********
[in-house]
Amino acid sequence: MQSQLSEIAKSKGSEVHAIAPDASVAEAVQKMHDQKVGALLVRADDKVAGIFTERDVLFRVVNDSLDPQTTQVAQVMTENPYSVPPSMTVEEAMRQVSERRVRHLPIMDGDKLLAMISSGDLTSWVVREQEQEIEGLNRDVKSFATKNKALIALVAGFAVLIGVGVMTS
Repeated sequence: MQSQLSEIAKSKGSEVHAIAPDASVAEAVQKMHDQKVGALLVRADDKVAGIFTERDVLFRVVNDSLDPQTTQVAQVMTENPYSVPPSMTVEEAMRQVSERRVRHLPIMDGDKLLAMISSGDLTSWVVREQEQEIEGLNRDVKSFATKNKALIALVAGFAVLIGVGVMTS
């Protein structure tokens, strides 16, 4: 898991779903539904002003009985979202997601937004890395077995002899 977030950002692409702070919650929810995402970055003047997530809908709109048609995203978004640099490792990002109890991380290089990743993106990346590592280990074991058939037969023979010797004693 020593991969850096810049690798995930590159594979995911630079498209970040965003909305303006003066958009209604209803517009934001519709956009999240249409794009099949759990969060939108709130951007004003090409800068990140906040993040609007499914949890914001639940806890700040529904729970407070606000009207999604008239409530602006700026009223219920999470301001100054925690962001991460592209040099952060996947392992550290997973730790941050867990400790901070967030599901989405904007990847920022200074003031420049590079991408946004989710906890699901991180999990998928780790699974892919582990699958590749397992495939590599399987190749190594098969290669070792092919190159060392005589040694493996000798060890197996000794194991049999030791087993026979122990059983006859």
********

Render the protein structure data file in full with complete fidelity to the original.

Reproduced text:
[in-house]
Amino acid sequence: MQSQLSEIAKSKGSEVHAIAPDASVAEAVQKMHDQKVGALLVRADDKVAGIFTERDVLFRVVNDSLDPQTTQVAQVMTENPYSVPPSMTVEEAMRQVSERRVRHLPIMDGDKLLAMISSGDLTSWVVREQEQEIEGLNRDVKSFATKNKALIALVAGFAVLIGVGVMTS
Repeated sequence: MQSQLSEIAKSKGSEVHAIAPDASVAEAVQKMHDQKVGALLVRADDKVAGIFTERDVLFRVVNDSLDPQTTQVAQVMTENPYSVPPSMTVEEAMRQVSERRVRHLPIMDGDKLLAMISSGDLTSWVVREQEQEIEGLNRDVKSFATKNKALIALVAGFAVLIGVGVMTS
């Protein structure tokens, strides 16, 4: 898991779903539904002003009985979202997601937004890395077995002899 977030950002692409702070919650929810995402970055003047997530809908709109048609995203978004640099490792990002109890991380290089990743993106990346590592280990074991058939037969023979010797004693 020593991969850096810049690798995930590159594979995911630079498209970040965003909305303006003066958009209604209803517009934001519709956009999240249409794009099949759990969060939108709130951007004003090409800068990140906040993040609007499914949890914001639940806890700040529904729970407070606000009207999604008239409530602006700026009223219920999470301001100054925690962001991460592209040099952060996947392992550290997973730790941050867990400790901070967030599901989405904007990847920022200074003031420049590079991408946004989710906890699901991180999990998928780790699974892919582990699958590749397992495939590599399987190749190594098969290669070792092919190159060392005589040694493996000798060890197996000794194991049999030791087993026979122990059983006859």